The Campaign for Real Books…

There is now, almost inevitably, given the huge uptake of the Amazon Kindle, a Campaign for Real Books (Cambo).

The Cambo website says “The future is paper.” And that’s really the problem with books – paper.

As I’ve said before, books in bulk take up a hell of a lot of space, but apart from that, paper is just so ecologically unsound these days. I love the feel, and smell, of a new, unopened book, but I don’t think, in the long term, paper is sustainable. Ebooks are.

Cambo also says “Paper makes books worth reading,” which is as false a premise as you’re likely to come across outside a Lib Dem manifesto. What makes books worth reading is the content, that’s all. The fact that it’s on paper doesn’t make a crap book any better, any more than being in an electronic version will make a Booker Prize winner as down-market as Dan Brown.

I stopped buying newspapers years ago, reading them online instead. As well as being free, it also freed me from the need to dispose of a huge amount of paper, much of it unread and unwanted. So, if I’ve embraced epapers, I really can’t argue against ebooks, and I no longer do, having bought one of the first batch of Kindles recently – see previous pro-Kindle posts (you’ll also find some older, vehemently anti-Kindle posts too – opinions can change over time if you have an open mind).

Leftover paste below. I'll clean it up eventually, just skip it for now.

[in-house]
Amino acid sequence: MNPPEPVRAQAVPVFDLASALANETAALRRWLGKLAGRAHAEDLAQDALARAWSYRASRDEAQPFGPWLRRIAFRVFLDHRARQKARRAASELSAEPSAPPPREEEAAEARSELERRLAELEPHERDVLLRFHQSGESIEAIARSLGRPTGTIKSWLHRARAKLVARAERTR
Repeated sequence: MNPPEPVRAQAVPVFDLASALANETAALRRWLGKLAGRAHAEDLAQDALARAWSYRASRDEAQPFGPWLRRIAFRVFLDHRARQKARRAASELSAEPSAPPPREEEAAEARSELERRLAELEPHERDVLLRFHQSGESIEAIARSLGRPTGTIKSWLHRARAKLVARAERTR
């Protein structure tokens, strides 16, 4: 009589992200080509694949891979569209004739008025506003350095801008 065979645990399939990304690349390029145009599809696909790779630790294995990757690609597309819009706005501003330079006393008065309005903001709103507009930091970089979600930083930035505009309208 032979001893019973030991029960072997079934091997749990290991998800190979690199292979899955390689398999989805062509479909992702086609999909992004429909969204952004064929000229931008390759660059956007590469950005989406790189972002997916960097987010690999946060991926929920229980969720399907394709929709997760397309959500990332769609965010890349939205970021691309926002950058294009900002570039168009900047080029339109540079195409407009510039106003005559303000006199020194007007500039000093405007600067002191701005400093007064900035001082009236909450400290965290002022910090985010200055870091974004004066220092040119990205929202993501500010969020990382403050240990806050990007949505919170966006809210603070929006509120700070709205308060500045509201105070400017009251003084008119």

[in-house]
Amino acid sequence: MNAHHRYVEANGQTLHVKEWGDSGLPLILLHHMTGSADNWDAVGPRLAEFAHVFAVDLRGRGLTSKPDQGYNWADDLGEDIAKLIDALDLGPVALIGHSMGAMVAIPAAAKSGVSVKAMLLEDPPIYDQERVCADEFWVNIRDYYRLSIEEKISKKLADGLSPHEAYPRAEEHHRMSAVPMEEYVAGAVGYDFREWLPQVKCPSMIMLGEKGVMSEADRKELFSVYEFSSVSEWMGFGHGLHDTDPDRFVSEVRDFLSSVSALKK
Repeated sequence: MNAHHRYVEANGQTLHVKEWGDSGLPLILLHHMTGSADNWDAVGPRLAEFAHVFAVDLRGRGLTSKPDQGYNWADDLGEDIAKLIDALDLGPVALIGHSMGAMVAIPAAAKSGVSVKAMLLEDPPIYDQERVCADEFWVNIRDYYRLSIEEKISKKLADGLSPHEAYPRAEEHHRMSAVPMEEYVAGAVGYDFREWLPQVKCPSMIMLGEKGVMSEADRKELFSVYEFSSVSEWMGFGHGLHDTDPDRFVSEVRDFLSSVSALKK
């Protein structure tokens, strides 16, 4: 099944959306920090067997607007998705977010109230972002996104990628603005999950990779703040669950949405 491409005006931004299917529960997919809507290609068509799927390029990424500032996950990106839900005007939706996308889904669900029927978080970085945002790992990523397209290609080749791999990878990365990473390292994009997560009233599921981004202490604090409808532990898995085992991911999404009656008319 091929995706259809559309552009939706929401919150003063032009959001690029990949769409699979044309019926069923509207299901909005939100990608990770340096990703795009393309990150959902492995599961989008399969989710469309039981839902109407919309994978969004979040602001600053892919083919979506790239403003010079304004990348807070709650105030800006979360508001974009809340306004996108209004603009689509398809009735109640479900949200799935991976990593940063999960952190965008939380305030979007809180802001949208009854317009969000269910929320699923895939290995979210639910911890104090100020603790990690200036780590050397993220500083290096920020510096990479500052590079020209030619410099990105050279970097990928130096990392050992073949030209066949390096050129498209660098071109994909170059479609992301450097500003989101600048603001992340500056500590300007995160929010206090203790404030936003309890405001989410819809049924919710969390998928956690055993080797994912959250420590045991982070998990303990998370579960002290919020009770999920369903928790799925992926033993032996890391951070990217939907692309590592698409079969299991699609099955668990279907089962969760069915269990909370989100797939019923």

Then there’s the quality of the books themselves, which is declining, with hardbacks being little more than paperbacks with stiff covers (see this post), and that’s just not good enough. When did you last buy a hardback that was stitched, as hardbacks should be, and not glued? That, surely, and the durability it brings, is why we’re willing to pay a high premium  for hardbacks. Not to get a bloody paperback with delusions of grandeur.

I shall continue to buy new books, and used books, too, but at a much reduced level. For me, at least, the ebook is, if not the future, then a valid alternative to paper, with the long-term viability paper lacks (not the ebooks themselves, they’re as ephemeral as anything else stored in flash memory). And how long, I wonder, before supermarkets start to sell ebooks on cheap, low-capacity, memory cards? Is Tesco, even now, in negotiations with Amazon?

A viable alternative to paper is badly needed, because it would be a crime if books were to disappear, or to become an overpriced niche item, if for no better reason than books will survive far longer than ebooks.

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